ANSWERS TO REVIEW QUESTIONS
prepared by Rabbi Eliezer Chrysler
Kollel Iyun Hadaf, Jerusalem
Previous dafYoma 71
YOMA 59-88 have been dedicated to the memory of the late Dr. Simcha
Bekelnitzky (Simcha Gedalya ben Shraga Feibush) of Queens N.Y. by his wife
and daughters. Well known in the community for his Chesed and Tzedakah, he
will long be remembered.
(a) If the Pasuk "u'Va Aharon el Ohel Mo'ed" belonged where it was written
(immediately after the Avodas ha'Yom) - then there would only be *three*
Tevilos and *six* Kidushei Yadayim ve'Raglayim.
(b) If it was only a matter of the right number of Tevilos etc., it would
not suffice to make the third Tevilah for the Sa'ir ha'Na'aseh ba'Chutz (of
the Musaf) - because the Torah writes "*ve'Yatza, ve'Asah* es Olaso ve'es
Olas ha'Am". Now this is the first time that "Yetzi'ah" is mentioned in the
Parshah, insinuating that the two rams immediately follow the Avodas ha'Yom
(before the removal of the Kaf and the Machtah, and not after it, as it
would appear from the Pasuk).
(c) Rava answers the initial Kashya from the Pasuk by pointing out that
"u'Fashat es Bigdei ha'Bad" (written in the same Pasuk as "u'Va Aharon ...
") seems to be superfluous (since a person can only remove clothes that he
has previously put on). Consequently, he explains the Pasuk can only mean
that, after taking out the Kaf and the Machtah, he removed the clothes that
he had already worn earlier (when he entered the Kodesh Kodashim the first
time). from which we see that something must have taken place in between
the two times that he entered the Kodesh Kodashim.
(a) The statement that all the Pesukim are written where they belong,
except for *"u'Va Aharon el Ohel Mo'ed" cannot be correct - because the
Pasuk of the burning of the Emurin of the Par and the Sa'ir ("ve'es Cheilev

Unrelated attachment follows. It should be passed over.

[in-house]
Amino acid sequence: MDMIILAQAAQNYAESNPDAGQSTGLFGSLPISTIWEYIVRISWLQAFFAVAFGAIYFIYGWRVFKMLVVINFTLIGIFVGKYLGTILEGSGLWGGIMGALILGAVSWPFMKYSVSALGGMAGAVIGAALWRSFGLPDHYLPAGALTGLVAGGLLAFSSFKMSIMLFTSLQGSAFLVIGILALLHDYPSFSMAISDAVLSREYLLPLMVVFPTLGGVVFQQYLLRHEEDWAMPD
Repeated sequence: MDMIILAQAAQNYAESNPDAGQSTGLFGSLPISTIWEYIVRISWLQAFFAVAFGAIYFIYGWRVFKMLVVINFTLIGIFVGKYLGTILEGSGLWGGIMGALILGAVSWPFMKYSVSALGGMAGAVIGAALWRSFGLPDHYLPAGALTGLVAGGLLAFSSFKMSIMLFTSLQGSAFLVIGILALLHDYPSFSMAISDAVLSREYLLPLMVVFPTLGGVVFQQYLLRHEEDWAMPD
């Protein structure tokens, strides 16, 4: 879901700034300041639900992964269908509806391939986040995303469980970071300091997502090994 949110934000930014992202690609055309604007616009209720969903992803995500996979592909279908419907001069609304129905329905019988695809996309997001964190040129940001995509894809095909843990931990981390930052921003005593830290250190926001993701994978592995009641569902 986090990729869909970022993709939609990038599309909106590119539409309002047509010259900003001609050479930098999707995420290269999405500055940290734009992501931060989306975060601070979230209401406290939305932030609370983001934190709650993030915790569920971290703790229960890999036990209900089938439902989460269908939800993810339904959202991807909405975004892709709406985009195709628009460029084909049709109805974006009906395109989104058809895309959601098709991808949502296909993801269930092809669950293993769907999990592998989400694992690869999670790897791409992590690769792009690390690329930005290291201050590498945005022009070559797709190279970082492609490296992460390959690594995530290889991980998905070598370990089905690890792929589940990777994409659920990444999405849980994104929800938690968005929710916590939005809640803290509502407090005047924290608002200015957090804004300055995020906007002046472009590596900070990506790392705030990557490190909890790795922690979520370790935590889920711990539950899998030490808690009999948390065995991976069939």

ha'Chatas Yaktir ha'Mizbeichah") precedes that of the burning of their
bodies outside the Machaneh ("ve'es Par ha'Chatas ve'es Se'ir ha'Chatas"),
when in fact, it only came later, as is evident from the Mishnah (on 68b),
which gives the time of the burning of the Par and the Sa'ir as being
simultaneous with the Kohen Gadol's reading of the Torah (*before* the
bringing of the two rams); whereas the burning of their Emurim were burned
only *after* they had been brought.
According to Rava, the Pasuk "ve'ha'Meshale'ach es ha'Sa'ir ... " cannot
refer to later, for intrinsic reasons, because the Torah also wrote
"Yo'amad Chai" - and the goat needs to remain alive only until the Kaparah
(i.e. the Matan Damim of the Par and the Sa'ir), and no longer.
(b) We amend the statement 'she'Kol ha'Parshah Kulah Ne'emrah al ha'Seder
Chutz mi'Pasuk Zeh' - to 'Chutz mi'Pasuk Zeh *va'Eilech*'.
(c) We prefer to change the order of the Pesukim than to change the
Beraisa (to place the burning of the Par and the Sa'ir *after* the third
Tevilah)- because the Torah writes "ve'ha'Meshale'ach es ha'Sair ...
Yechabes Begadav ... " and "ve'ha'Soref Osam ... Yechabes Begadav ..." -
implying that just as "ve'ha'Meshale'ach" (although it is *written after*
the two rams), *refers to before* them, so too, does "ve'ha'Soref" *refer
(d) We learn "ve'ha'Soref" from "ve'ha'Meshale'ach" (to mean *before* the
two rams), and not vice-versa (to mean *after* them) - because the word
"ve'ha'Meshale'ach" implies *before* - because that is when it was sent,
and this Pasuk refers to the initial sending.